Permanent death can also have very powerful narrative implication.

This needn’t only apply to the player character, either. Treating in-game characters as finite resources can also evoke similar emotions approached from a different point of view. Tactical RPG Fire Emblem not only features units with different abilities and strengths, it also gives them personalities and backgrounds. But once they die in combat, they don’t come back. Not only will you have less units at your disposal going forward, but you’ll also have to deal with the fact that you’re responsible for erasing someone from existence, albeit a virtual one. WayForward’s Aliens: Infestation took this concept a step further by stripping away the functional differences between the nineteen playable characters, leaving only their diverse personalities. This creates a conflicted thematic dynamic to the way players approach the game. People will want to play as their favorite characters, but at the same time, dying as them means that character is out of the game for good. Faced with a far more real sense of loss than most games offer, these narratives can affect players in a woefully underutilized way.

Permanent death can also have very powerful narrative implications by either taking away potential narrative threads or creating new ones through virtual tragedy. While losing access to your favorite units in Fire Emblem is enough to create a sufficient feeling of loss, it also takes away narrative possibilities. The Support system many of the games in the series employ allows short conversations to take place between compatible units on the battlefield, allowing both to perform better together in the future. These conversations also reveal more about the individual backstories of the characters and provide more characterization than you’d normally see from merely playing through the main story. The looming threat of losing your units also means the possibility for these small moments of extra characterization to be locked away forever along with the full battle potential of any compatible units.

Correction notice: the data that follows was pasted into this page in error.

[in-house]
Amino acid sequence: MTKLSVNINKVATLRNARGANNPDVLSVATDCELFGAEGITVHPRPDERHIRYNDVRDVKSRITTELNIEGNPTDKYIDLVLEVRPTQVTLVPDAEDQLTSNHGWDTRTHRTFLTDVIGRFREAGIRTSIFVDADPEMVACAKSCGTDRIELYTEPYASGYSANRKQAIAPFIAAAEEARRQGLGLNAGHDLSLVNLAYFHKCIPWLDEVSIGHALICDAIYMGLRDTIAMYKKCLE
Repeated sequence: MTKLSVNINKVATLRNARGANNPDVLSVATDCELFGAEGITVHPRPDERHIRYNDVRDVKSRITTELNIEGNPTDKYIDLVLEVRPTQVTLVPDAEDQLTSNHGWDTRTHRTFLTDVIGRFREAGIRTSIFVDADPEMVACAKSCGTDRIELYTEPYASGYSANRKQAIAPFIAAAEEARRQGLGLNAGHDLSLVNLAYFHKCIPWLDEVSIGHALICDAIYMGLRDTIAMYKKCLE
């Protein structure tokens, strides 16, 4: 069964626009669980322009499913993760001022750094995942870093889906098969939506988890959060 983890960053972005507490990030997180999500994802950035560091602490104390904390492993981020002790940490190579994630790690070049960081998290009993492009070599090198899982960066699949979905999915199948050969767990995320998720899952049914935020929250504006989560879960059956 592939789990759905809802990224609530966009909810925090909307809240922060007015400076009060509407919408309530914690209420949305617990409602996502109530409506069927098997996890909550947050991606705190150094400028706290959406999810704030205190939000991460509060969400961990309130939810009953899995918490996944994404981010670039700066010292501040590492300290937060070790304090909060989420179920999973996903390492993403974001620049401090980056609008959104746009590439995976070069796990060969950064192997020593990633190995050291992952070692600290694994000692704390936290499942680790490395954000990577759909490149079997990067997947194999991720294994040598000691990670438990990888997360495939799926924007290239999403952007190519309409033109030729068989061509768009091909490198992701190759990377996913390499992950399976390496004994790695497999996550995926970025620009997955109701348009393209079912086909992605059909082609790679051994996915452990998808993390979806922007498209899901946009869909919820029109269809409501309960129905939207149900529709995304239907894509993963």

More impressive is Heavy Rain‘s approach, which opens new narrative possibilities depending on whether specific characters die or survive. You take control of several characters as they try to find the identity of a serial killer, but as the story progresses, the narrative will split into different branches depending on your actions. The most drastic of these branches happens when one of the four main characters dies, giving ownership to each player’s individual story. But most importantly, this approach is thematically appropriate. In a story about a serial killer; it only makes sense that people have the potential to die.

That’s not to say that every game should employ a more realistic portrayal of death. The structure of Fire Emblem‘s permanent death design means that it’s entirely possible to strip yourself of units to the point where you can’t beat the game, a game design sin that nearly eclipses its narrative advantages. Permanent death seems better suited for shorter experiences, but all this design really requires is a creative approach that doesn’t make the game an unreasonable slog to experience. And daring experimental approaches like GlitchHiker aren’t welcome when you stick them in a game people are expecting to be able to infinitely replay. You have to weigh the impact of death permanence against player expectations and design accordingly, keeping the player in the loop about how steep your game’s consequences are at all times.

Creating a sense of loss almost always inevitably means inconveniencing the player more than most games, so the emotional payoff has to be great enough that it overrides potential feelings of frustration. You can absolutely use other designs for manipulating a player’s emotions and be just as effective. But death taps into very specific, powerful feelings of loss and regret that few other things can. The realization that someone can be lost to the ether forevermore can lend the same brand of emotional resonance to even the simplest of games.

Jeremy Signor is a freelance writer and editor from Pennsylvania who has written for GamePro, 1UP, and Atomix Mag. He allowed nine brave space marines to die to bring you this article. You can follow him on Twitter @SnakeOfSilent.